In a new post on the official Bitcoin Foundation blog, Andresen stated that the updated code will enable “smarter” fees that account for the length of time it takes to confirm transactions on the bitcoin network. Ultimately, the new code will determine transaction priority, making sure that transactions confirm more efficiently.
Andresen cited needless complexities within bitcoin’s transaction fee code as the reason for the update. These complications result in inconsistent and time-consuming confirmation periods.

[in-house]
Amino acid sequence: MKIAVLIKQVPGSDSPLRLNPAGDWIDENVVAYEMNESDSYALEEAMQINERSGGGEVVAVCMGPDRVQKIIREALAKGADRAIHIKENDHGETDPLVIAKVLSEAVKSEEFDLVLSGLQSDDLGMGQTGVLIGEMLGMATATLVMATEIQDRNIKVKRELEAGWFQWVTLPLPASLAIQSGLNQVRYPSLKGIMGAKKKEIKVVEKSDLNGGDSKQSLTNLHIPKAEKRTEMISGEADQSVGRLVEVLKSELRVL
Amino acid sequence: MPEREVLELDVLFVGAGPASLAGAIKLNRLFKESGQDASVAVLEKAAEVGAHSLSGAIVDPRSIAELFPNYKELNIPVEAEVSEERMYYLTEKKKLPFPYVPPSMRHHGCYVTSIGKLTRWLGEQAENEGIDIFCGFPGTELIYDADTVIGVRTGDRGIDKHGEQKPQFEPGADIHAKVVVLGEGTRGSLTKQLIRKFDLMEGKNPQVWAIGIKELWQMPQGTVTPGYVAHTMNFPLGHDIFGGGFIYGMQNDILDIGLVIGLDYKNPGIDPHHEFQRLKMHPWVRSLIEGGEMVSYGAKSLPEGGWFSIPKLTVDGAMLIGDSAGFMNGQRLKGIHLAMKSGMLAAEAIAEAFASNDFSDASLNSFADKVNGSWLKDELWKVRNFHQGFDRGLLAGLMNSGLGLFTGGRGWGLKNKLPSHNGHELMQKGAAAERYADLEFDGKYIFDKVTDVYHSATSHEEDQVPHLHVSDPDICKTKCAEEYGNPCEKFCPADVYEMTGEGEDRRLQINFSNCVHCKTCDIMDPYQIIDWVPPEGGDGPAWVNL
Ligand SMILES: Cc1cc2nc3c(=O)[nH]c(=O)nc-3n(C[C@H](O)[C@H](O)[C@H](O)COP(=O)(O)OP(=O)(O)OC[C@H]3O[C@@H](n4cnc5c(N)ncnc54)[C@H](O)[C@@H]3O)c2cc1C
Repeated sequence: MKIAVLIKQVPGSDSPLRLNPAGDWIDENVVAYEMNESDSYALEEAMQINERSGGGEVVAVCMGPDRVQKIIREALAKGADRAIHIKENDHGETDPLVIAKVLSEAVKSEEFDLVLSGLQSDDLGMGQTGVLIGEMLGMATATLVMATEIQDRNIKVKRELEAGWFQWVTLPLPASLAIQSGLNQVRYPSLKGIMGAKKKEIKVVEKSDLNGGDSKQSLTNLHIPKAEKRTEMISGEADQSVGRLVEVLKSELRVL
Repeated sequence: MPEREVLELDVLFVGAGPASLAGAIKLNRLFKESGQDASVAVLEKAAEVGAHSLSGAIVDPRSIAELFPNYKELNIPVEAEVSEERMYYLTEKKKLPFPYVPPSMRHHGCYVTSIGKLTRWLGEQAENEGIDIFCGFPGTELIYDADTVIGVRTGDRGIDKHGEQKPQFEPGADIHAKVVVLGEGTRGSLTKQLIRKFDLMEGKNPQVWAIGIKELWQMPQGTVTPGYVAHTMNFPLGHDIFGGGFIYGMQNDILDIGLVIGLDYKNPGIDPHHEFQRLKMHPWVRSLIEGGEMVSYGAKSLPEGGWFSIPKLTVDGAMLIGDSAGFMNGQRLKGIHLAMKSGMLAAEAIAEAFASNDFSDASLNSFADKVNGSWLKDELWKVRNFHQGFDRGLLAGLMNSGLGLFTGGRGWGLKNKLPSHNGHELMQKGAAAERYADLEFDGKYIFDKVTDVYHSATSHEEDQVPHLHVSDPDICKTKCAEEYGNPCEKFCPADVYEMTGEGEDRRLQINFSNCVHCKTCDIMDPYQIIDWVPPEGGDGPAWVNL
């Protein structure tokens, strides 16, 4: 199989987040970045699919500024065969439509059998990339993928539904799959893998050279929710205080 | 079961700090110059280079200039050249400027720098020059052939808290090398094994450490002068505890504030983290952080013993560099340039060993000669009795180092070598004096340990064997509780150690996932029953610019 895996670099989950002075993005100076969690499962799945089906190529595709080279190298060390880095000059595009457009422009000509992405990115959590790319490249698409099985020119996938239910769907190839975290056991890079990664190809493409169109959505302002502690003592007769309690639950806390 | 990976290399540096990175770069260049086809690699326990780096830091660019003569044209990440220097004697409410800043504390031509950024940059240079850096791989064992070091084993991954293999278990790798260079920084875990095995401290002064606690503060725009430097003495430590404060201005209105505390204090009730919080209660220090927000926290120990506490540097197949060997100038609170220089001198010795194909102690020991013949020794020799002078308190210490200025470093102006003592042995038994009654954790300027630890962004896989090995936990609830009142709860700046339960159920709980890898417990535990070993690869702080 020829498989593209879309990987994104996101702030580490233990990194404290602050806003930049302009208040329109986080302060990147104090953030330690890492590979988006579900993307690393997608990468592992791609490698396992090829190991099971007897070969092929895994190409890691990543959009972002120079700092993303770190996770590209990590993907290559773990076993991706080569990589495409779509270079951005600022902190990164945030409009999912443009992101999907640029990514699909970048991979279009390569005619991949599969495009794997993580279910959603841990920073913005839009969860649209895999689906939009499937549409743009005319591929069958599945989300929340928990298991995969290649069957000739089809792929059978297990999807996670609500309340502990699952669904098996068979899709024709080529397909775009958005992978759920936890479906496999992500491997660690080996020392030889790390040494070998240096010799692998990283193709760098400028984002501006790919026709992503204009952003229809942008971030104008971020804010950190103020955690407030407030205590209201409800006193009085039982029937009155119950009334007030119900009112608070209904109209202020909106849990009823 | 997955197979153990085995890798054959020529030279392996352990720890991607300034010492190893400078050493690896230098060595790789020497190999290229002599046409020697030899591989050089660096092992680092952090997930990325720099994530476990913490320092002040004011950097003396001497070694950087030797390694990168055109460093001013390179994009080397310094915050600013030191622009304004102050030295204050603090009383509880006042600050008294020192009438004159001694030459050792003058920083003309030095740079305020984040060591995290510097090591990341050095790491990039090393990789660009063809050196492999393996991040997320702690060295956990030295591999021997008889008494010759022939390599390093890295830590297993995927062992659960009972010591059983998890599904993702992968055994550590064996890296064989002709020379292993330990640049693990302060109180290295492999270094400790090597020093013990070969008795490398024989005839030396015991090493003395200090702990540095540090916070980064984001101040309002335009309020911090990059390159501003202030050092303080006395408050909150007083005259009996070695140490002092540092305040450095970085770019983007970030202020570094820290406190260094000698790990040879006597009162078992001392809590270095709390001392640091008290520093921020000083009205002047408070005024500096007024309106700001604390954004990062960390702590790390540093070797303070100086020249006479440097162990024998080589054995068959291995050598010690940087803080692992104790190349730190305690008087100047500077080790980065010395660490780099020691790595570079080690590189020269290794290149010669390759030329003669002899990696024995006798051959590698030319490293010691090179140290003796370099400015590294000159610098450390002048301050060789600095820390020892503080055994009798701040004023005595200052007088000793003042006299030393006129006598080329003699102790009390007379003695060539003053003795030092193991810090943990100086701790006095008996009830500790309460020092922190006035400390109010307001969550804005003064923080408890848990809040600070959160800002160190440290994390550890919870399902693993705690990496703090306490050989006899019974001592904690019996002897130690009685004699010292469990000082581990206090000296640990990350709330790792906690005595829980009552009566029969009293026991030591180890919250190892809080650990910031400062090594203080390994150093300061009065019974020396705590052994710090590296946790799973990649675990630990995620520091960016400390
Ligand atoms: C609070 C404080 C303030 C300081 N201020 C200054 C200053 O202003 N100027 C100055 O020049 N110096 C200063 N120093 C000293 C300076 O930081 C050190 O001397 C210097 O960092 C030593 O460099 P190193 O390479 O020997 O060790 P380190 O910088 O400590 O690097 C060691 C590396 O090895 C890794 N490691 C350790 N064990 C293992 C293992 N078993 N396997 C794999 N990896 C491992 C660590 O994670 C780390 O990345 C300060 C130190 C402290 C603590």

“Instead of using hard-coded rules for what fees to pay, the [new] code observes how long transactions are taking to confirm and then uses that data to estimate the right fee to pay so the transaction confirms quickly – or decides that the transaction has a high enough priority to be sent for free but still confirm quickly.”
As well, the new code enables transaction senders to configure how much priority they want their transaction to receive. In some cases, users may opt to have as many as six blocks pass before the first confirmation is received.
Systemic fee problems addressed
Currently, the Bitcoin Core code can lead to headaches for those who send large bitcoin transactions. As Andresen explained, the new code eliminates some of the hurdles that slowed down transactions in excess of 1,000 bytes in size.
Transactions sent for free also run into problems under the existing framework.